“I don’t want to be any trouble!”

One of the unspoken “side-effects” of illness, whether physical or mental, is the added stress of worrying whether one is causing problems for friends and family.

I think the short answer is “yes”, and the more accurate answer is “yes, but we think it’s worth it.” We all have perfectly healthy friends who need help occasionally, who need us to forgive when mutual plans are messed up because of something they overlooked or didn’t anticipate. In theory the sick person could always anticipate something going wrong, in which case we’d probably be annoyed with them for depriving us unnecessarily of their company, and knowing that their behavior is making their own lives harder in order to reduce inconveniencing us.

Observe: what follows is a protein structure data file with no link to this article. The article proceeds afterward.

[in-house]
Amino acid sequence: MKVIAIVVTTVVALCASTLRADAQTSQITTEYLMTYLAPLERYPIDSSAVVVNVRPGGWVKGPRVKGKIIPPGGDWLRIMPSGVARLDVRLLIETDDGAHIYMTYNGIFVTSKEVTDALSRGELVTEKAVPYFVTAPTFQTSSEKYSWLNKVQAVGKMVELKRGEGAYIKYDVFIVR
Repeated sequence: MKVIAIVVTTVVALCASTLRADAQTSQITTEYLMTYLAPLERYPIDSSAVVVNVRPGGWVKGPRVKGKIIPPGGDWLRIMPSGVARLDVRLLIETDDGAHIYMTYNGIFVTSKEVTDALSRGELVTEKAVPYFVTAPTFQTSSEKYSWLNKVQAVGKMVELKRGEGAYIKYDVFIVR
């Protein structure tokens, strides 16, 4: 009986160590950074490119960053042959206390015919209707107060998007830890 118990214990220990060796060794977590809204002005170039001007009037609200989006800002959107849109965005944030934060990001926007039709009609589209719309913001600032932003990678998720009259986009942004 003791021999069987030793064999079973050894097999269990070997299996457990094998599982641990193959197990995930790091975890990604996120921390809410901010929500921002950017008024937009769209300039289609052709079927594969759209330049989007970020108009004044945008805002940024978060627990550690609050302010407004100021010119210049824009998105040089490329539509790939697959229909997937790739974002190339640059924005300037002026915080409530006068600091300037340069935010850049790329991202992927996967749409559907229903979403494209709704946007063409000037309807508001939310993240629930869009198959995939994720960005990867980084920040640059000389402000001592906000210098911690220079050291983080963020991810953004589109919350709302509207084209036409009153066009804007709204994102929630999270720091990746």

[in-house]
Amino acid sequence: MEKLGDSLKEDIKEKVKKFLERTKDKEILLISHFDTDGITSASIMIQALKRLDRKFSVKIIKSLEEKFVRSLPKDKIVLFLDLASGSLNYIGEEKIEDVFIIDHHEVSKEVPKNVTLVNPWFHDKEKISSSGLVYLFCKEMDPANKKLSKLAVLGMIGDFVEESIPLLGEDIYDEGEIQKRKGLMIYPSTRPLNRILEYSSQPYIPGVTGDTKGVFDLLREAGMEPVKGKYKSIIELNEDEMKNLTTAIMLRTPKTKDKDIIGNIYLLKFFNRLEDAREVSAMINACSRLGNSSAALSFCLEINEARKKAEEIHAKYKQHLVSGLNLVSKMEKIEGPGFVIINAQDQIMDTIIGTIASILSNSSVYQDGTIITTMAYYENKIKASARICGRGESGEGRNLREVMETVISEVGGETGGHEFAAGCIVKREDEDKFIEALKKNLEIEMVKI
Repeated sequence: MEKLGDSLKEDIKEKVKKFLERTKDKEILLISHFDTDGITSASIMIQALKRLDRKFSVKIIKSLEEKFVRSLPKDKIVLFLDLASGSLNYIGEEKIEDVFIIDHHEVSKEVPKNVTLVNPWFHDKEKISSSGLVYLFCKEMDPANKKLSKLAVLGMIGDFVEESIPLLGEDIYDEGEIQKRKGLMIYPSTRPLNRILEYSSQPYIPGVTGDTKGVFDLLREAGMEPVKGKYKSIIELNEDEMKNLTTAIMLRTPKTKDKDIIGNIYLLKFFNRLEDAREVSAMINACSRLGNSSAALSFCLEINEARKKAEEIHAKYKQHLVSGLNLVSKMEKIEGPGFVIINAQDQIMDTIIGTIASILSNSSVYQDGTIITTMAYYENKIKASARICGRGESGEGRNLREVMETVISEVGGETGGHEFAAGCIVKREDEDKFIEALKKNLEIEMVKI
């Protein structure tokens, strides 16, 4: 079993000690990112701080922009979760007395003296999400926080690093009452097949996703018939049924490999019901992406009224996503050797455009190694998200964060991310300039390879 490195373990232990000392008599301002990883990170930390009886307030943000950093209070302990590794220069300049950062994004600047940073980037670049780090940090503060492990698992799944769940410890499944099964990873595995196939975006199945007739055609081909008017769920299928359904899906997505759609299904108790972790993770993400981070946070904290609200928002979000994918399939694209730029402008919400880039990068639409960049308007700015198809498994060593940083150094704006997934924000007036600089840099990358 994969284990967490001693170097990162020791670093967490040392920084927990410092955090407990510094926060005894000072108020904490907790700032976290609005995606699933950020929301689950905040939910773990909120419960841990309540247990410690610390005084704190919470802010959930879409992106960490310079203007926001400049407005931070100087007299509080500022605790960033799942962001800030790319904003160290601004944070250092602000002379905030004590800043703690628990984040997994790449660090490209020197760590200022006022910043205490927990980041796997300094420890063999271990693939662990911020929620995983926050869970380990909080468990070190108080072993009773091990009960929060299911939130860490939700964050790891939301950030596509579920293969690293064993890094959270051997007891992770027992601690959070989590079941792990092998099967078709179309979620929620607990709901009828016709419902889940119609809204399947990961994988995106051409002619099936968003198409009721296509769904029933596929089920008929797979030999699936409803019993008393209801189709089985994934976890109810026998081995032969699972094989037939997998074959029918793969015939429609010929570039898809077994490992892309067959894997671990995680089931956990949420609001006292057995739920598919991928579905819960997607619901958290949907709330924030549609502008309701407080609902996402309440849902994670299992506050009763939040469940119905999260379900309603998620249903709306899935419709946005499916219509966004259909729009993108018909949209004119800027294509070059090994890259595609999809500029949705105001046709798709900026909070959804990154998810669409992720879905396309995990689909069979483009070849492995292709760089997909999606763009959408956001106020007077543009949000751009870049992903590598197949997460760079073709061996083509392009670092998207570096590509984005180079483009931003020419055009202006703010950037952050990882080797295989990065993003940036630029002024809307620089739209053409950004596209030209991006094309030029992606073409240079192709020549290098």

On the one hand, while we admire people trying to take care of their own problems, it can get frustrating to try to have to deal with a problem that has gotten worse when help could have kept it a minor inconvenience. At the same time, it’s too easy to criticize those who ask for help frequently. It seems a no-win situation. But as parents know that while it’s easier to do almost anything for a child, that only by letting them do it themselves (even though it takes longer, and possibly more effort for the parents), this is the way kids learn and get better, and feel good about themselves. We have to let our friends choose their own comfort levels about when to ask for help. But we also need to reassure them that needing help isn’t going to drive us away, that in balance, the extra effort having them in our lives is worth it for us.

Since they have to spend so much time and effort focusing on dealing with their problems, those problems may be the only aspect of the relationship they notice. We need to help them see past that filter, and not feel that we are keeping them around out of sympathy.